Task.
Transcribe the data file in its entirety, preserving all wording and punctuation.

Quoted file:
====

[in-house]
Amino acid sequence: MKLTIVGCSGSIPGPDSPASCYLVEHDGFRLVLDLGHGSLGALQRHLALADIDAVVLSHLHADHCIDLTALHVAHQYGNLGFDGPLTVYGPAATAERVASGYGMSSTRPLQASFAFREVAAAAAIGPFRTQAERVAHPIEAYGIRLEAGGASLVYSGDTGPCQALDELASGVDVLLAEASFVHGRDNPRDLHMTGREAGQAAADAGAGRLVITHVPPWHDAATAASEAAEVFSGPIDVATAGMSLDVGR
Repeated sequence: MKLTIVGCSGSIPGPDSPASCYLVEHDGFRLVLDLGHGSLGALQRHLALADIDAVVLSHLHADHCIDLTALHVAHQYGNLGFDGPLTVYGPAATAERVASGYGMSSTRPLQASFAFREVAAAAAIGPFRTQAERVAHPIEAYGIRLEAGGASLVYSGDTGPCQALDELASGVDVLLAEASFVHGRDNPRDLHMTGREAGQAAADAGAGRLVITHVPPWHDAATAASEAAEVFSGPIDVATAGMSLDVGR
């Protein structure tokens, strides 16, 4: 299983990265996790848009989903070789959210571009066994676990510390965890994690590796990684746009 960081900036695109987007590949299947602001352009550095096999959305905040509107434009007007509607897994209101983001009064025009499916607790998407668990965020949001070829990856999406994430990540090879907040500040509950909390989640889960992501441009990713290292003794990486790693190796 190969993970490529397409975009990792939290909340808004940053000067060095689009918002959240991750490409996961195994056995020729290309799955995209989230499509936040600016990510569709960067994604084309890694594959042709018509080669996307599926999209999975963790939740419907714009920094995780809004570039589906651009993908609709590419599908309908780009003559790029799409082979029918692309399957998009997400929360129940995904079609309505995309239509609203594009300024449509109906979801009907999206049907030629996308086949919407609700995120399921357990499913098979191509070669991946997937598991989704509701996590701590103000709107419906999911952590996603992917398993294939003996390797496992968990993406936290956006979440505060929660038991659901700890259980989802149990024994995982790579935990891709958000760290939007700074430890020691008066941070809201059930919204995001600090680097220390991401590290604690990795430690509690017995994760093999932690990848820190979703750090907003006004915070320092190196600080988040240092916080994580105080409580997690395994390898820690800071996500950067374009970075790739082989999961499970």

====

[in-house]
Amino acid sequence: MKLTIVGCSGSIPGPDSPASCYLVEHDGFRLVLDLGHGSLGALQRHLALADIDAVVLSHLHADHCIDLTALHVAHQYGNLGFDGPLTVYGPAATAERVASGYGMSSTRPLQASFAFREVAAAAAIGPFRTQAERVAHPIEAYGIRLEAGGASLVYSGDTGPCQALDELASGVDVLLAEASFVHGRDNPRDLHMTGREAGQAAADAGAGRLVITHVPPWHDAATAASEAAEVFSGPIDVATAGMSLDVGR
Repeated sequence: MKLTIVGCSGSIPGPDSPASCYLVEHDGFRLVLDLGHGSLGALQRHLALADIDAVVLSHLHADHCIDLTALHVAHQYGNLGFDGPLTVYGPAATAERVASGYGMSSTRPLQASFAFREVAAAAAIGPFRTQAERVAHPIEAYGIRLEAGGASLVYSGDTGPCQALDELASGVDVLLAEASFVHGRDNPRDLHMTGREAGQAAADAGAGRLVITHVPPWHDAATAASEAAEVFSGPIDVATAGMSLDVGR
């Protein structure tokens, strides 16, 4: 299983990265996790848009989903070789959210571009066994676990510390965890994690590796990684746009 960081900036695109987007590949299947602001352009550095096999959305905040509107434009007007509607897994209101983001009064025009499916607790998407668990965020949001070829990856999406994430990540090879907040500040509950909390989640889960992501441009990713290292003794990486790693190796 190969993970490529397409975009990792939290909340808004940053000067060095689009918002959240991750490409996961195994056995020729290309799955995209989230499509936040600016990510569709960067994604084309890694594959042709018509080669996307599926999209999975963790939740419907714009920094995780809004570039589906651009993908609709590419599908309908780009003559790029799409082979029918692309399957998009997400929360129940995904079609309505995309239509609203594009300024449509109906979801009907999206049907030629996308086949919407609700995120399921357990499913098979191509070669991946997937598991989704509701996590701590103000709107419906999911952590996603992917398993294939003996390797496992968990993406936290956006979440505060929660038991659901700890259980989802149990024994995982790579935990891709958000760290939007700074430890020691008066941070809201059930919204995001600090680097220390991401590290604690990795430690509690017995994760093999932690990848820190979703750090907003006004915070320092190196600080988040240092916080994580105080409580997690395994390898820690800071996500950067374009970075790739082989999961499970």